The Long Cosmos’ genre means that it feels more like a Baxter book than a Pratchett one, although there is a fair bit of whimsy about. And I really don’t think it would make much sense without reading the rest of the series. Look at it this way – if you’re a fan of these authors and you’ve never heard of the Long Earth before, today’s your lucky day.



Pride and Prejudice – Jane Austen

Pride and Prejudice is a book written by Jane Austen. Neither requires an introduction.

It contains a surplus of irritating and unlikeable characters. These include the selfish Mr and Mrs Bennet, the sociopathic Mr Wickham, the slimy Mr Collins and the shallow Mary Bennet. Like The Office or Curb Your Enthusiasm, we are meant to enjoy the social mistakes committed by these at-times grotesque characters. Unfortunately, the cultural differences between now and that author’s time means that such humour is limited. The only really sympathetic character was Mr Darcy, whose policy of making grumpy faces at dances seems reasonable considering the company he is forced to keep.

The phraseology is another alienating aspect of Pride and Prejudice. The characters speak in a dialect that I’ve yet to see replicated outside of Stephen Fry’s ramblings on QI. In fact, I can only hope that there is an audiobook narrated by Stephen Fry, because that is the only way I see the book’s language gaining any sort of authenticity.

One of Austen’s particularly annoying habits is using the word ‘cried’ as a dialogue tag. I do not interpret ‘cried’ as the sad crying, more of an excited yelp. Characters are always crying about this and that. Sister eloping with a creep? ‘Oh no!’ cries Elizabeth. Are the characters walking through a pretty garden? ‘Oh yeah!’ cries someone else. There is simply too much crying in this book. Austen’s editor should have done something about it. It’s melodramatic.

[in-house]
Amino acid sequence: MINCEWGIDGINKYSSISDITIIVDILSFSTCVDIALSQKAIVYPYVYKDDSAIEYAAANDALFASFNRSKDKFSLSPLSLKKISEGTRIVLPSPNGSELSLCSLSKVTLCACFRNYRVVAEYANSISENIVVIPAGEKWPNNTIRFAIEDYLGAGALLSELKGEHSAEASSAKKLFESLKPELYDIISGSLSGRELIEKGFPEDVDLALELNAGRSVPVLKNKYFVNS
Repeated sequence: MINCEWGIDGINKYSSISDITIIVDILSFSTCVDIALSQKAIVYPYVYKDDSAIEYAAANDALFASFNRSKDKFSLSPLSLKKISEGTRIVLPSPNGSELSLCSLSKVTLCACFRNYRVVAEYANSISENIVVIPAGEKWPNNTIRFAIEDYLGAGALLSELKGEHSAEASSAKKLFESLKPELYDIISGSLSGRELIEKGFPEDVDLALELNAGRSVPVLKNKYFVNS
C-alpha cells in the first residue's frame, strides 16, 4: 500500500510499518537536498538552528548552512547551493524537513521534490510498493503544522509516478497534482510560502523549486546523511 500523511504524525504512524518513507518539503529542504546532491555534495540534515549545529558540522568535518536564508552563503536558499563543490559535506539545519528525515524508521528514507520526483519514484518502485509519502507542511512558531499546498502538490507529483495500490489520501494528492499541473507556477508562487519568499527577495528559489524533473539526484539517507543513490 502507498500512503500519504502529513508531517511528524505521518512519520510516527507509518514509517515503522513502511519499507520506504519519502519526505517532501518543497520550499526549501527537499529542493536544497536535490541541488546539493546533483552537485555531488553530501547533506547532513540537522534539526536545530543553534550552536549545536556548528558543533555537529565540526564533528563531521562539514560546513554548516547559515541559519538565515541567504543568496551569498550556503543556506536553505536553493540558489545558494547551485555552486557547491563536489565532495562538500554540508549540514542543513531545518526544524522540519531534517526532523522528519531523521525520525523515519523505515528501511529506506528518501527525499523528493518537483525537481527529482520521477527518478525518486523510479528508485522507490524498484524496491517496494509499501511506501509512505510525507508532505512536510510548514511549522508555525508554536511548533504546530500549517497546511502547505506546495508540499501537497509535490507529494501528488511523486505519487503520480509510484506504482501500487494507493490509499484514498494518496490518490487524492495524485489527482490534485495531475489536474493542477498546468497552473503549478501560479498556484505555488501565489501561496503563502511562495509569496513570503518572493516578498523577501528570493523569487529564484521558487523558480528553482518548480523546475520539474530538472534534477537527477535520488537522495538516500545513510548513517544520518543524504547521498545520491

There is an unintentional reoccurring gag that I’m quite fond of. Austen’s characters do a lot of communication through mail, and they end their letters with their name in capital letters. I don’t know why, but the sudden transition into all-caps SCREAMING makes me laugh.

Pride and Prejudice does contain some fairly apt witticisms. Unfortunately, they are buried in a sea of problems I’ve previously identified within the text. The interaction between Mr and Mrs Bennet can also be somewhat amusing.

Given my lack of enthusiasm for Pride and Prejudice readers may wonder why I even read the book at all. The answer is that my own surreal ebook, Blue Blue City, was ultimately derived from Pride and Prejudice. Reading Pride and Prejudice was how I paid my dues.

My verdict is that Pride and Prejudice is not a text worth reading within itself, but may contain some historical nuggets for anthropologists investigating the mating rituals of British gentry.



And another thing that annoyed me about P’n’P was when the silly sister, I think her name was Kitty Bennet or something cutesy like that, ran off to marry the creepy Bingly and all her siblings were like: ‘Nup, we’re not gonna let that happen’. I think they tried to get Mr. Darcy to intervene, I can’t remember that well. But the whole thing bothered me because they really didn’t respect Kitty’s capacity to make choices for herself, even if they were bad ones.